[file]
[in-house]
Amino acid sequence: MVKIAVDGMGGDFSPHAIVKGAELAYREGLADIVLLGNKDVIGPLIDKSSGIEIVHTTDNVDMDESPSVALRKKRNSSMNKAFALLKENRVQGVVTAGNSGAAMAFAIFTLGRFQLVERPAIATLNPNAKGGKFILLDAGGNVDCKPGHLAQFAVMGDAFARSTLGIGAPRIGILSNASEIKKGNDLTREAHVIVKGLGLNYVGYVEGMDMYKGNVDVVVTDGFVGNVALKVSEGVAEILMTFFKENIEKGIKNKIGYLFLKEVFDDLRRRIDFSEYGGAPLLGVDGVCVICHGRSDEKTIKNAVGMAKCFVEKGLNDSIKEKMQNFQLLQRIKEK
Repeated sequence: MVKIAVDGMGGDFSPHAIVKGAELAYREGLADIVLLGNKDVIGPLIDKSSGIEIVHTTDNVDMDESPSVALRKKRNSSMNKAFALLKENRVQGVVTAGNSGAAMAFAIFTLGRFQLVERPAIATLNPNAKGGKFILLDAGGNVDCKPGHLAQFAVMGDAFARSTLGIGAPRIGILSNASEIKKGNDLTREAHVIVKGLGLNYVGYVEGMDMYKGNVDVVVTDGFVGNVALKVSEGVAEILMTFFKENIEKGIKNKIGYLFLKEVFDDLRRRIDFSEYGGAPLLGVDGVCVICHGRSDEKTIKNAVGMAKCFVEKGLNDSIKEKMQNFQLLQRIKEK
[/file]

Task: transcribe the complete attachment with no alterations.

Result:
[in-house]
Amino acid sequence: MVKIAVDGMGGDFSPHAIVKGAELAYREGLADIVLLGNKDVIGPLIDKSSGIEIVHTTDNVDMDESPSVALRKKRNSSMNKAFALLKENRVQGVVTAGNSGAAMAFAIFTLGRFQLVERPAIATLNPNAKGGKFILLDAGGNVDCKPGHLAQFAVMGDAFARSTLGIGAPRIGILSNASEIKKGNDLTREAHVIVKGLGLNYVGYVEGMDMYKGNVDVVVTDGFVGNVALKVSEGVAEILMTFFKENIEKGIKNKIGYLFLKEVFDDLRRRIDFSEYGGAPLLGVDGVCVICHGRSDEKTIKNAVGMAKCFVEKGLNDSIKEKMQNFQLLQRIKEK
Repeated sequence: MVKIAVDGMGGDFSPHAIVKGAELAYREGLADIVLLGNKDVIGPLIDKSSGIEIVHTTDNVDMDESPSVALRKKRNSSMNKAFALLKENRVQGVVTAGNSGAAMAFAIFTLGRFQLVERPAIATLNPNAKGGKFILLDAGGNVDCKPGHLAQFAVMGDAFARSTLGIGAPRIGILSNASEIKKGNDLTREAHVIVKGLGLNYVGYVEGMDMYKGNVDVVVTDGFVGNVALKVSEGVAEILMTFFKENIEKGIKNKIGYLFLKEVFDDLRRRIDFSEYGGAPLLGVDGVCVICHGRSDEKTIKNAVGMAKCFVEKGLNDSIKEKMQNFQLLQRIKEK